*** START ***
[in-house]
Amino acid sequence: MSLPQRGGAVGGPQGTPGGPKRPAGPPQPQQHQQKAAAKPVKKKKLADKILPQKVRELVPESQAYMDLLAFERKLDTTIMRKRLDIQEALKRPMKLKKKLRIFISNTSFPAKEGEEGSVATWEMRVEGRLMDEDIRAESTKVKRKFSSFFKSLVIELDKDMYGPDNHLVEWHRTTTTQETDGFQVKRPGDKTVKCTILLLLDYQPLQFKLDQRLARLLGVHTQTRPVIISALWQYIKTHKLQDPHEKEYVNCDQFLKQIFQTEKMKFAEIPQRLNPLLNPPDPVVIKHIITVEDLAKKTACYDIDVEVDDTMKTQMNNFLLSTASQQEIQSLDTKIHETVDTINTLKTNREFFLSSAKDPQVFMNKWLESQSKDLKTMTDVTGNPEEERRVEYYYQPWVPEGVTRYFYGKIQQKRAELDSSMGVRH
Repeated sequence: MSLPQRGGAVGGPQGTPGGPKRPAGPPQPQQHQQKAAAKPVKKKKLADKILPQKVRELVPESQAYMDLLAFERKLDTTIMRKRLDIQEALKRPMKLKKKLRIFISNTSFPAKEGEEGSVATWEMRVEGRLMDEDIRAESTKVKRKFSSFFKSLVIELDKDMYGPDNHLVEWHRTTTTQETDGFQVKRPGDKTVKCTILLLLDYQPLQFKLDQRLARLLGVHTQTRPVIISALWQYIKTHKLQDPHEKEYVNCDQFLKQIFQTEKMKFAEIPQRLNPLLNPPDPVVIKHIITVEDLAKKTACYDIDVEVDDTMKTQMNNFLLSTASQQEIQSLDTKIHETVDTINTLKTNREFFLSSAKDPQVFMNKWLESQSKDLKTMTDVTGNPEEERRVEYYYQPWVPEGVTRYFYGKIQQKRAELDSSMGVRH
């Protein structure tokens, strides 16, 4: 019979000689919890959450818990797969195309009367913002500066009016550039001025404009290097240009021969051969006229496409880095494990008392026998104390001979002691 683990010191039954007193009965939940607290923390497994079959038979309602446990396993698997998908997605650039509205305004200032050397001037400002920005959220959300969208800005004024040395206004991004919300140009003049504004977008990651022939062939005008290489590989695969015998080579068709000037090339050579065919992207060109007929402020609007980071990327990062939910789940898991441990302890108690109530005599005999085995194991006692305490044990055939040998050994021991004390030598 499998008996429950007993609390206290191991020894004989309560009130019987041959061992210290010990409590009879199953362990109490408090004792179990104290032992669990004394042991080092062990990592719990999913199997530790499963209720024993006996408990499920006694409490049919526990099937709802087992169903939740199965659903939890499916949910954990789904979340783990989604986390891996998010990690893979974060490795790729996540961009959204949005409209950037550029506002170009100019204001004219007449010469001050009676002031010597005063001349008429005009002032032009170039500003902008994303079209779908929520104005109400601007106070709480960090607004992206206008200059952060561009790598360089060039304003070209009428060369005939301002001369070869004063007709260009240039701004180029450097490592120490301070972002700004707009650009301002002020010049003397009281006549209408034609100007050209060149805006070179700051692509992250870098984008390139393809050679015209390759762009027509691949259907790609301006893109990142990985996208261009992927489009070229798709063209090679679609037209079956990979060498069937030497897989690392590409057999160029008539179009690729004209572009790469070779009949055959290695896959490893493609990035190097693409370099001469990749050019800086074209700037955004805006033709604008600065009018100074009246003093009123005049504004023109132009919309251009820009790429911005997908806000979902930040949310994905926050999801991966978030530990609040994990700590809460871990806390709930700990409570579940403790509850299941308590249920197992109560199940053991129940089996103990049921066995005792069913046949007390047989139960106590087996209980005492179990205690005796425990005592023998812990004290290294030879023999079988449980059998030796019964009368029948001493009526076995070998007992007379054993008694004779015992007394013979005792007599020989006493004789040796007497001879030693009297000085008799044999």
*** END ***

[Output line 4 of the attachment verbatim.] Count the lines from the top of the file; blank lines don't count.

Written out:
């Protein structure tokens, strides 16, 4: 019979000689919890959450818990797969195309009367913002500066009016550039001025404009290097240009021969051969006229496409880095494990008392026998104390001979002691 683990010191039954007193009965939940607290923390497994079959038979309602446990396993698997998908997605650039509205305004200032050397001037400002920005959220959300969208800005004024040395206004991004919300140009003049504004977008990651022939062939005008290489590989695969015998080579068709000037090339050579065919992207060109007929402020609007980071990327990062939910789940898991441990302890108690109530005599005999085995194991006692305490044990055939040998050994021991004390030598 499998008996429950007993609390206290191991020894004989309560009130019987041959061992210290010990409590009879199953362990109490408090004792179990104290032992669990004394042991080092062990990592719990999913199997530790499963209720024993006996408990499920006694409490049919526990099937709802087992169903939740199965659903939890499916949910954990789904979340783990989604986390891996998010990690893979974060490795790729996540961009959204949005409209950037550029506002170009100019204001004219007449010469001050009676002031010597005063001349008429005009002032032009170039500003902008994303079209779908929520104005109400601007106070709480960090607004992206206008200059952060561009790598360089060039304003070209009428060369005939301002001369070869004063007709260009240039701004180029450097490592120490301070972002700004707009650009301002002020010049003397009281006549209408034609100007050209060149805006070179700051692509992250870098984008390139393809050679015209390759762009027509691949259907790609301006893109990142990985996208261009992927489009070229798709063209090679679609037209079956990979060498069937030497897989690392590409057999160029008539179009690729004209572009790469070779009949055959290695896959490893493609990035190097693409370099001469990749050019800086074209700037955004805006033709604008600065009018100074009246003093009123005049504004023109132009919309251009820009790429911005997908806000979902930040949310994905926050999801991966978030530990609040994990700590809460871990806390709930700990409570579940403790509850299941308590249920197992109560199940053991129940089996103990049921066995005792069913046949007390047989139960106590087996209980005492179990205690005796425990005592023998812990004290290294030879023999079988449980059998030796019964009368029948001493009526076995070998007992007379054993008694004779015992007394013979005792007599020989006493004789040796007497001879030693009297000085008799044999």